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Columnists
21 Apr 2016
by Ian Chillcott
Have we created an environment where anglers are afraid to show their emotions?
It would appear so according to Ian Chillcott's research...

I always believed that we go fishing because it makes us happy

I am fortunate in that I can arrive at the lake I am fishing at whatever time I like, to start the two or three days that I do most weeks. It’s normally a Monday, and it is usually at, or just before, first light. In the main it is simply because the light filling the sky gets me all fired up for the next couple of days as I watch nature come to life, and just as importantly, I can see the carp as they move around at this most active time of day for them.

Of course there are going to be other benefits, and one of them is that the odd angler will have fished overnight on the Sunday and be heading off to work later that morning. Whatever they are doing, it gives me a chance to catch up on what has happened on the lake during the weekend. I have never been interested in who has had what, that is normally only of interest to those that sadly compare their captures to others. I just want to know how the lake has been fishing, because invariably I will do my own thing anyway. And finally there is always the added bonus of sharing a capture with those that I meet, and occasionally I get asked to do some pictures.

No matter what fishing we do, we do it for fun don’t we?

It was just such an occasion that I came across a while ago as I wandered around the pond. It was an overcast morning with just a hint of rain in the air, and even before I had got to the first angler, I had seen a few fish in several areas of the lake. Things were looking good, and they got a whole lot better as I rounded a corner only to see a carp resting quietly in a landing net. It was an average sized fish for the lake, and the first thing I did was put out my hand to the captor and congratulate him on his success. He gave me the limpest of handshakes, which always makes my stomach churn, and simply grunted a reply. I reasoned that the fact he was so grumpy was the early hour, and he hadn’t quite woken up just yet. It seemed more likely he would have been happier should I have told him that I had heard on the radio that the world was going to end later that day! He needed some pictures, and of course I volunteered my services. The fish was carried to the unhooking mat and duly weighed, so with that obviously arduous task taken care of, I got in position to record his capture with the camera. As I peered through the viewfinder I was greeted with the most extraordinary vista. So extraordinary in fact that I lowered the camera and asked him to put the fish down for just a second. His attitude didn’t change too much, and I guessed he thought I was going to sort something out. In fact, I needed to ask him a question… so I did.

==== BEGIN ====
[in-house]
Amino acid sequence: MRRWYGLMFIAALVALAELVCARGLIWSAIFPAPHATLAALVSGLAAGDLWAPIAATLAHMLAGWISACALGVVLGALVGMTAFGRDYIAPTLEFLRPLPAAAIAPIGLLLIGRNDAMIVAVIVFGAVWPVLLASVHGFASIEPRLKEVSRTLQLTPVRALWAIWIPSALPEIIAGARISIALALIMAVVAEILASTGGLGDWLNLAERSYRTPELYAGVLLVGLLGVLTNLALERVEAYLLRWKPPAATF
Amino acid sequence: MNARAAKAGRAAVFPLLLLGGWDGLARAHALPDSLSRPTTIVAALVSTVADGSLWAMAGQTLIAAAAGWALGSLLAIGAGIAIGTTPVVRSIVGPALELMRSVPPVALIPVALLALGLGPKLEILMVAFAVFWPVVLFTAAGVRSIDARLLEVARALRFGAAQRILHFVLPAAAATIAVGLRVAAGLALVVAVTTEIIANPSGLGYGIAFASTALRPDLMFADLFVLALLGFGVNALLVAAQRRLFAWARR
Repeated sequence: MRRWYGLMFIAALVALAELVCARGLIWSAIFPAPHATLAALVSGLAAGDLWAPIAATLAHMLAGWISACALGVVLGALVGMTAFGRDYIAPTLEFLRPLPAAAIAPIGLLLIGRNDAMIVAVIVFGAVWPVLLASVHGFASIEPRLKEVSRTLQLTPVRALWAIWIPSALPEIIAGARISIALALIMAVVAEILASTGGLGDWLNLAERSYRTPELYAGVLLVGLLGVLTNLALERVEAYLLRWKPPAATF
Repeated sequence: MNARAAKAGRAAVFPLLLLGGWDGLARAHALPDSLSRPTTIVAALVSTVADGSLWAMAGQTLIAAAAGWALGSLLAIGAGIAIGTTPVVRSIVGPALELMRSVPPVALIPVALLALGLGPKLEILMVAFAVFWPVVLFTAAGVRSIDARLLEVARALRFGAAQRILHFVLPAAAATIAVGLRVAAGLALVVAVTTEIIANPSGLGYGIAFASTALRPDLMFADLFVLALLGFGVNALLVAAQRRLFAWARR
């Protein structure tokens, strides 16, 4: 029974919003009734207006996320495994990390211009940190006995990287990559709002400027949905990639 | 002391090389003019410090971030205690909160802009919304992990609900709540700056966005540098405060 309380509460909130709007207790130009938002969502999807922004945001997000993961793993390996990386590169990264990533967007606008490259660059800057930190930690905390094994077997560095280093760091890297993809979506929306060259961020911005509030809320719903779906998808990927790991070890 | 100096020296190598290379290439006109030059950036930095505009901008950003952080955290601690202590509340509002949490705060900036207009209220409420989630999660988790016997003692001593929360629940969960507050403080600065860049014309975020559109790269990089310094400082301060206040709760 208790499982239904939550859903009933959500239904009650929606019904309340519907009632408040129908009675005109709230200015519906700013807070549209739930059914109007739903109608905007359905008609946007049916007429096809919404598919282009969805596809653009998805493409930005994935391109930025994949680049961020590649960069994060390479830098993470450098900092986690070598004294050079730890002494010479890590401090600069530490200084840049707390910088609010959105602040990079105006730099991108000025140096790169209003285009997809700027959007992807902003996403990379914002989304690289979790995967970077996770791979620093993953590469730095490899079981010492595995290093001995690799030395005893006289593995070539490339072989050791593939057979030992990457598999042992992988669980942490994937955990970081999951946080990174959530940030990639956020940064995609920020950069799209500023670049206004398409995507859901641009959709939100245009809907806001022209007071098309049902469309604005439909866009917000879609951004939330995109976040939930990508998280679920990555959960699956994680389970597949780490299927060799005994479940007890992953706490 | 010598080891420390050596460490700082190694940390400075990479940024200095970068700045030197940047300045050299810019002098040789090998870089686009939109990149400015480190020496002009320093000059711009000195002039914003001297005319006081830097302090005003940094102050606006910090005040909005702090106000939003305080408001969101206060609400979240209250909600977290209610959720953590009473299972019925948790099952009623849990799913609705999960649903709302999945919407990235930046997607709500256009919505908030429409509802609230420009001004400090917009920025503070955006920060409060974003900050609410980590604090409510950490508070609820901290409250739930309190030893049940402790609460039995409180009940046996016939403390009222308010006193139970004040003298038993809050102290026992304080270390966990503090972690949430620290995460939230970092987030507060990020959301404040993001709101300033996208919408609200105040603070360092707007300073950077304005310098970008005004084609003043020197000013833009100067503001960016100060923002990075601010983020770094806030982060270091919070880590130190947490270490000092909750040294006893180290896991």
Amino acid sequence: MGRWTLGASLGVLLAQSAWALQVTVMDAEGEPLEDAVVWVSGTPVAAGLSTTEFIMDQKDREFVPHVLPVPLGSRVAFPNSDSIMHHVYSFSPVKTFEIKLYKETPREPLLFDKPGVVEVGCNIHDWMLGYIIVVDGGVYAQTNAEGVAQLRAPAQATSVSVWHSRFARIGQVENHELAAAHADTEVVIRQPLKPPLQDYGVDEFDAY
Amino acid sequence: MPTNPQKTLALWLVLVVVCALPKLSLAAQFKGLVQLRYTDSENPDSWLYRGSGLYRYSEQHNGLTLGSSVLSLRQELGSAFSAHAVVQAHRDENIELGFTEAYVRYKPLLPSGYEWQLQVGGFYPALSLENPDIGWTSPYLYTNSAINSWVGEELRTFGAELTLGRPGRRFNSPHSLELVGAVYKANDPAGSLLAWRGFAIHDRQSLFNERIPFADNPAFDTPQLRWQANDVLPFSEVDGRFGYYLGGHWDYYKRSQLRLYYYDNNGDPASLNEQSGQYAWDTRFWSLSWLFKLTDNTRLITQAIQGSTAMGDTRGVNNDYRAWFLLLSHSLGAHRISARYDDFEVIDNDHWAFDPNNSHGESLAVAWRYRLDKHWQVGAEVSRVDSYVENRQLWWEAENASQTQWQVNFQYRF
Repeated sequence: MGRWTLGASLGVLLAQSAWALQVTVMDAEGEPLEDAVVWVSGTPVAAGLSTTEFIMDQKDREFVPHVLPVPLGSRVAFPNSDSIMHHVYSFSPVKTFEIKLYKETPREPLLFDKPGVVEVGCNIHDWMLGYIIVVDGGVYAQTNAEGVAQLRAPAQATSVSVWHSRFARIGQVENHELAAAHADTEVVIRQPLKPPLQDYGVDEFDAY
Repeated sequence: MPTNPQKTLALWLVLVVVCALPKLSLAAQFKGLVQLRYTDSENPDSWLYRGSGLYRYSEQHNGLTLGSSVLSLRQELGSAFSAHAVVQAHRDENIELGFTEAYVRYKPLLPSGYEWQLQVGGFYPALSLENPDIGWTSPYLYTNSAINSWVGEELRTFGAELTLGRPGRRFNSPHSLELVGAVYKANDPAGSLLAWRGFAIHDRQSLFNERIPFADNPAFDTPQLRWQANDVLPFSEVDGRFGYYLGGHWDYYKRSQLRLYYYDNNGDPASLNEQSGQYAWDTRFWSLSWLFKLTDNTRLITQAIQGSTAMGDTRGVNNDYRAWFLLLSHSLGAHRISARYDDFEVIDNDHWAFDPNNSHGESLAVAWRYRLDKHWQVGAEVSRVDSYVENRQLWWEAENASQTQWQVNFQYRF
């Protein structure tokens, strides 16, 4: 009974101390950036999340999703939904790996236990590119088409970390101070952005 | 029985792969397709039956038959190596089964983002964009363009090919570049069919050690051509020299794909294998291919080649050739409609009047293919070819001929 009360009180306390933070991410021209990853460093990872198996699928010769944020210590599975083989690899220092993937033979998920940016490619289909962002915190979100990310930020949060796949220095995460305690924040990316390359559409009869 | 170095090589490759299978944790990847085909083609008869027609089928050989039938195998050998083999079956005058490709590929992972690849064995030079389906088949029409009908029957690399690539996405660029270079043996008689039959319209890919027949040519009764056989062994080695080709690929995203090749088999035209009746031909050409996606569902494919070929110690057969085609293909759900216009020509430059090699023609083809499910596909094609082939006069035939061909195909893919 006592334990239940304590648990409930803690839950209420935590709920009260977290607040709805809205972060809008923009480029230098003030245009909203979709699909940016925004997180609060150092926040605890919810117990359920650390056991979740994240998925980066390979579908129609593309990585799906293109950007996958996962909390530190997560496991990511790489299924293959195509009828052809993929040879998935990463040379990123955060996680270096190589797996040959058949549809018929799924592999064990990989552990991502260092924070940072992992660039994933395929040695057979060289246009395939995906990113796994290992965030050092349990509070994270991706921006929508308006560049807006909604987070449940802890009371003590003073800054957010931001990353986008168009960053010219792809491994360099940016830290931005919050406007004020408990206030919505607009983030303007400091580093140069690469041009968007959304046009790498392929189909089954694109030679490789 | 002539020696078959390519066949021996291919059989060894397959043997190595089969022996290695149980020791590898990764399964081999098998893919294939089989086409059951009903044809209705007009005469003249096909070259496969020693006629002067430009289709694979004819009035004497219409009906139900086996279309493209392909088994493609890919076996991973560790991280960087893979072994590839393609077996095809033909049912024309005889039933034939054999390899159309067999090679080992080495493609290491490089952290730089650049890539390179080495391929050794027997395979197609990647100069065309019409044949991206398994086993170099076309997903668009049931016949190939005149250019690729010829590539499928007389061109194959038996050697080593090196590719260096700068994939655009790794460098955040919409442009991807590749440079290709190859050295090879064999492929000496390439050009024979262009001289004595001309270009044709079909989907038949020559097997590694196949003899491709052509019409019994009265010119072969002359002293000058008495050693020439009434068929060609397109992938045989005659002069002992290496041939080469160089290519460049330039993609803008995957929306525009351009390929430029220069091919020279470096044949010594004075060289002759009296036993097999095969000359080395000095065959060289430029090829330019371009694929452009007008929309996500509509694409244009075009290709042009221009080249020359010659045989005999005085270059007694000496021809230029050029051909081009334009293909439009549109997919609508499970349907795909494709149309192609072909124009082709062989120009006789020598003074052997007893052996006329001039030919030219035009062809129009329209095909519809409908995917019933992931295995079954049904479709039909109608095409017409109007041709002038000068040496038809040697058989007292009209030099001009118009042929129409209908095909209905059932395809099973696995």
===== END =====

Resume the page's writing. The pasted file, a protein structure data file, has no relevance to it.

It was obvious from his pained expression that something was terribly wrong, so I asked how many of his family had died recently, to which he showed very little reaction. It must have been something else then, so remarked how sorry I was for him that he had just shit his pants! He really wasn’t getting the point, so in the end I had to be a bit more direct and ask why he looked so bloody unhappy and glum at the thought of holding such a beautiful carp up for the camera.

I don’t care if I look like I don’t know what I’m doing, it just makes me smile!

Apparently, it was only a ‘shitter’ (we’re talking upper-twenty here) and why should he look happy when he would rather look like he knew what he was doing. I had no reply, I just didn’t know what to say, and even turned down the offer of a cup of tea once the pictures, all two of them, had been taken. I escaped as fast as I could, wondering why some people actually go fishing if the capture of a carp made them so unhappy. But he is so obviously not alone in his thinking. I see many pictures of people looking down on a carp who must be wondering just how long they have left to live, along with any number of other nightmare scenarios. Oddly enough, I also want to ask them if they too have a turd in their Y fronts, and is that the reason for their doom and gloom.

It got me thinking so much about this subject that I have been running a little poll for a few weeks. Nothing scientific of course and I haven’t any idea just how accurate it is, but I have asked a cross section of age groups and people about the subject, and what I have discovered has vexed me greatly. One told me to f*&k off, because it was none of my business, which of course it isn’t, but it still fascinates me. One other told me that it made him look “well ‘ard” which in a fishing situation is probably the last thing most people would want to appear as… surely? Overall though, amid the twenty five or so people I have spoken to, the overriding reason is that they don’t want to look like it makes them happy because people will think that they haven’t experienced the holding of a carp very often, or that they won’t be taken seriously. This, in my world at least, defies friggin belief! Have we created an environment where people are afraid to display their emotions? Is it now vital to try and infer that it doesn’t really matter that a carp has been caught? Or is it simply that the captors are worried that their wives are going to find out that he has crapped his underwear several times because he caught three carp on his latest session? Only my opinion of course. Laters

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